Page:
Another complex of woe Larry Mitchell could comment on if he would like to step outside the council’s audited reports and really seek danger… to agree with Rob. He could try that wider view with the councils of the other main centres, and really scare the Taxpayers’ Union! Would make great news for Fairfax to broadcast. I await the day by not holding my breath – Rob’s pragmatic comment more than suffices in the interim. Not sure Cr Richard Thomson or Grant McKenzie feel able to approach this level of pessimism for the good of society.

  6. Rob, the only good thing (as much as there can be) about this situation is that, as you say it is an impossible calculation, so it is for both sides. The more so, as the money only ever came out of the ether (not measured against goods or service of value) so it will go back to the ether, and none will be the richer or poorer, but simply destitute. Richard Thomson, any comment? Perhaps a prediction of when?

  7. Elizabeth

    Updated post at top of thread.

  8. JimmyJones

    [my comments not appearing here until today, perhaps today – We’ll check the spam filter… otherwise not sure why your comments not appearing??! -Eds]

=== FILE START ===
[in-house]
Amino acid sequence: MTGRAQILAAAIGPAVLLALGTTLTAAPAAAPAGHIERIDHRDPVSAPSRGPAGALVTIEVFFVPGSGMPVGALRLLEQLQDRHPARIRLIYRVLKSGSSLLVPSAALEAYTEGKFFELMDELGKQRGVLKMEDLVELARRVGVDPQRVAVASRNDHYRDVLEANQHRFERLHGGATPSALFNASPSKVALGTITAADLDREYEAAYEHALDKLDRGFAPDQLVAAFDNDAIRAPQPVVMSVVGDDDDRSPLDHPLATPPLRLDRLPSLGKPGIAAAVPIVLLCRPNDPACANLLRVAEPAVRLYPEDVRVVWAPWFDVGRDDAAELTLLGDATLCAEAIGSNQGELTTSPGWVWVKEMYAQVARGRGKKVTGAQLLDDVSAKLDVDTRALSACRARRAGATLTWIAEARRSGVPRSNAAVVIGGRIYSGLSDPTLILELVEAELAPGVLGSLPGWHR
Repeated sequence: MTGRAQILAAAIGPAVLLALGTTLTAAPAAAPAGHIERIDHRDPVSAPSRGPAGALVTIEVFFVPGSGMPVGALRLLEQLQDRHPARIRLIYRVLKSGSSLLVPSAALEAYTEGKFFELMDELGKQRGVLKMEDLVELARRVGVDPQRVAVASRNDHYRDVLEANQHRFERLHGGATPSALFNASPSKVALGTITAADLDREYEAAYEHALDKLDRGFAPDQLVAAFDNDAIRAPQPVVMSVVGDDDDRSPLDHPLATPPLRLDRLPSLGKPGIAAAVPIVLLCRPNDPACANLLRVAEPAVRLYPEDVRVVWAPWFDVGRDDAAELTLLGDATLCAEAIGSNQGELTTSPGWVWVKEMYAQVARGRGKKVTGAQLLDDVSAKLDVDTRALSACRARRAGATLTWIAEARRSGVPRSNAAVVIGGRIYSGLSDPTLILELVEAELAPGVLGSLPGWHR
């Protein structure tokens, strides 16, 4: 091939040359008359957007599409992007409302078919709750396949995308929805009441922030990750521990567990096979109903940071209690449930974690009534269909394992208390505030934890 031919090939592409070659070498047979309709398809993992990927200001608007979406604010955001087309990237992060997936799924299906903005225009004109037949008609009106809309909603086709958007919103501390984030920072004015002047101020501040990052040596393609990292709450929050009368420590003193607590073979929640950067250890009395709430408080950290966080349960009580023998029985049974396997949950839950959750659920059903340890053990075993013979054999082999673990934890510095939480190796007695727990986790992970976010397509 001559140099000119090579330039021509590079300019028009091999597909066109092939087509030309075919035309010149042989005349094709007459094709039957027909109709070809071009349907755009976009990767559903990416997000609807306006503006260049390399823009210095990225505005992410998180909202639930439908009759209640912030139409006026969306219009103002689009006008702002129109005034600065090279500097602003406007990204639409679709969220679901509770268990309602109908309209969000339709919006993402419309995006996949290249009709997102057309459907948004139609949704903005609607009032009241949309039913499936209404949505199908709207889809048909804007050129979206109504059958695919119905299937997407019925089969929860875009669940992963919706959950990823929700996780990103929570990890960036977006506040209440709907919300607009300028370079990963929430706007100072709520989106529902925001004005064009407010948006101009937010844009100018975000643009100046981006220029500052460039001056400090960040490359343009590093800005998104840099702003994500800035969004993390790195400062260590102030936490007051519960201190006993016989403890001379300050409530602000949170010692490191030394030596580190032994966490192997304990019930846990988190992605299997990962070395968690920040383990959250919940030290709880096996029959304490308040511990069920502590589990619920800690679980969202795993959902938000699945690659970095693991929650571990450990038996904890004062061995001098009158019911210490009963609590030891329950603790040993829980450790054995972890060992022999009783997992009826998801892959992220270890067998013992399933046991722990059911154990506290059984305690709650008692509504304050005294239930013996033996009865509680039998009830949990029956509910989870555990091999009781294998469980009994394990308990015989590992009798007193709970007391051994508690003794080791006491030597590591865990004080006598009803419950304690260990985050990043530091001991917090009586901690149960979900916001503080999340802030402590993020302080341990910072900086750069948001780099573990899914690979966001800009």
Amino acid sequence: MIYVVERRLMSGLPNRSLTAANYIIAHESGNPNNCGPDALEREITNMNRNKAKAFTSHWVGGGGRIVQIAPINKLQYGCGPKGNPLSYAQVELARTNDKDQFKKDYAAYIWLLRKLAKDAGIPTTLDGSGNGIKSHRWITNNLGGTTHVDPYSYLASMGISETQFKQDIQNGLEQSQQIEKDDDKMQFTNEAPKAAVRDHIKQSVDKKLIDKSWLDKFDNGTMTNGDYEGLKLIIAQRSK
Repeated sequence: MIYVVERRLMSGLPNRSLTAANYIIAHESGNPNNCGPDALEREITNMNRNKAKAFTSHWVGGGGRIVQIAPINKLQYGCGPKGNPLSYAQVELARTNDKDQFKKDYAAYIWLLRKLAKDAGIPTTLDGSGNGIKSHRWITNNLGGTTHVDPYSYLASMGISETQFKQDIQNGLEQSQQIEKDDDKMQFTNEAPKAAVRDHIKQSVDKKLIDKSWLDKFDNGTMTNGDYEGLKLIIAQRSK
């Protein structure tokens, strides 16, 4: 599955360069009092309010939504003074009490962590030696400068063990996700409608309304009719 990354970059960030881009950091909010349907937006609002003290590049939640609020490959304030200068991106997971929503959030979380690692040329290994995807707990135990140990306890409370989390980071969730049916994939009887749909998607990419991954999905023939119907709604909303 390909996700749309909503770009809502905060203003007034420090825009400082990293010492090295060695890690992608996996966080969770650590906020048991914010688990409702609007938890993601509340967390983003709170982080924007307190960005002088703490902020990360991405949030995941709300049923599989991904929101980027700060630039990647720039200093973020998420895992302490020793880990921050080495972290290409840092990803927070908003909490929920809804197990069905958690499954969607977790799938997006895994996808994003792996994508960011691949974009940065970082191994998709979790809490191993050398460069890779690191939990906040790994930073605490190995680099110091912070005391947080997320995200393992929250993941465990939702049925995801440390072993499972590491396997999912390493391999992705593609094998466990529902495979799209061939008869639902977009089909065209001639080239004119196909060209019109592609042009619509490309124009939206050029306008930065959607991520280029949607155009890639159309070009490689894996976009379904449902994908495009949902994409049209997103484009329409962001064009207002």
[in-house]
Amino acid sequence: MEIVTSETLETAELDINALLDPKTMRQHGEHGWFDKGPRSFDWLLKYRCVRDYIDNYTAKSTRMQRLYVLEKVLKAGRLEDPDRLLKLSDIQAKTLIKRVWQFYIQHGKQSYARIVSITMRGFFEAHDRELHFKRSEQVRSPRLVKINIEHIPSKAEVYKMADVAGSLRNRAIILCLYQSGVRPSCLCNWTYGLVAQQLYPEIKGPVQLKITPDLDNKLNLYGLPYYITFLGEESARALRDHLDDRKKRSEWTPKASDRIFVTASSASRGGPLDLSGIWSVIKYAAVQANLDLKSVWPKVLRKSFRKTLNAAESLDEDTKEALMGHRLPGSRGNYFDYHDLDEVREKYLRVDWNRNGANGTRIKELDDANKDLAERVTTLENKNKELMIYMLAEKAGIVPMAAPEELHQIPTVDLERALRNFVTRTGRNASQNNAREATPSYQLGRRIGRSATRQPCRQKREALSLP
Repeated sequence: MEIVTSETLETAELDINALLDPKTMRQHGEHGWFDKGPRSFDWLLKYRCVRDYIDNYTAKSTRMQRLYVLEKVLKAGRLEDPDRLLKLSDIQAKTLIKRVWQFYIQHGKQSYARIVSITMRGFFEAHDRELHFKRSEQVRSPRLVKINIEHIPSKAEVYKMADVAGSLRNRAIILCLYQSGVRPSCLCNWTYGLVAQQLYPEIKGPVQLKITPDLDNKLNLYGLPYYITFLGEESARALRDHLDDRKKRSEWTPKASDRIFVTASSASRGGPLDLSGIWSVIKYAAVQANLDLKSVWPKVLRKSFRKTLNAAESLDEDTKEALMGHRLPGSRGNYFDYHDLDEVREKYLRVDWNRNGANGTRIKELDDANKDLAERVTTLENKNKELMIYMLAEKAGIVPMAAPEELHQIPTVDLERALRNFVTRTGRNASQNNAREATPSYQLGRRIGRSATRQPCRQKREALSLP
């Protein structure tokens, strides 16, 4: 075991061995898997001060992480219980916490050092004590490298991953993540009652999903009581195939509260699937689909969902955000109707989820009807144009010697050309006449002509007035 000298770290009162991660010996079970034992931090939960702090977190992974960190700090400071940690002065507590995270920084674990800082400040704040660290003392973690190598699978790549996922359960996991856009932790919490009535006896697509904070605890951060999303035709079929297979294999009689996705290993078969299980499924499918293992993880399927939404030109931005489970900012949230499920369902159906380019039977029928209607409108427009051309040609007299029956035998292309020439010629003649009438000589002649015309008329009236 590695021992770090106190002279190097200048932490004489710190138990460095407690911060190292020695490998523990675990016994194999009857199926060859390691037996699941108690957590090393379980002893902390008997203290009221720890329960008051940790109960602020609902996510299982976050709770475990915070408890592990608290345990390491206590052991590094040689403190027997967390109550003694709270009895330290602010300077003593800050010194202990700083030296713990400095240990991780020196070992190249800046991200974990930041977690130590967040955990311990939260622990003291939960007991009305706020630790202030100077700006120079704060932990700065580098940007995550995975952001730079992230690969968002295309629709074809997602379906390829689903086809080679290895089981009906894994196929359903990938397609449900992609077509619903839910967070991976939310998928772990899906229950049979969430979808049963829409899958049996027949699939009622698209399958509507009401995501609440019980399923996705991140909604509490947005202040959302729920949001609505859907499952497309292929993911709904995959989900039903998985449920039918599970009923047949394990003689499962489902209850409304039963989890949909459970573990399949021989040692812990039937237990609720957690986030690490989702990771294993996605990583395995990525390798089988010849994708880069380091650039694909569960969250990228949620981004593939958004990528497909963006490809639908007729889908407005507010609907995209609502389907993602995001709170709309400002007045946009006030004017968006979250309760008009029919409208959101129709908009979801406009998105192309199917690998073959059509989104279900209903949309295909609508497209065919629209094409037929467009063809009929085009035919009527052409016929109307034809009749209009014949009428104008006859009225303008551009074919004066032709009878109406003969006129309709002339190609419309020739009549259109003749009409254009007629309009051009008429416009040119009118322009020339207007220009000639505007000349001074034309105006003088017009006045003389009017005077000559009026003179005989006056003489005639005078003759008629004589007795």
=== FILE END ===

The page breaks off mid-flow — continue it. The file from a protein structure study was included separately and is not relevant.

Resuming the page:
Elizabeth: You say Grant McKenzie leaves off mention of the stadium companies DVML and DVL, which are now part of DCHL, and the effect of their growing debt on the council’s overall position. While I agree with your point, I just need to point out that DVL and DVML are completely and totally not in any way part of DCHL. Both companies are owned by their shareholder, the DCC. DCHL has no ownership or decision making powers over DVL+DVML. Sue Bidrose and others have been deliberately trying to mislead the councillors that DCHL has some type of ownership/responsibility for DVL+DVML. To create this impression DVL+DVML statements of intent and financial reports have been wrongly associated with the DCHL companies in meeting agendas (this has now stopped) and the DCHL CEO is chosen to represent DVL+DVML at meetings (Council, 23/6/14). Also councillors are told that DVL+DVML monthly reports are sent to DCHL: this might be true, but generally they don’t produce the required monthly reports. By law DVL+DVML must send their annual and six month reports to the shareholder (DCC).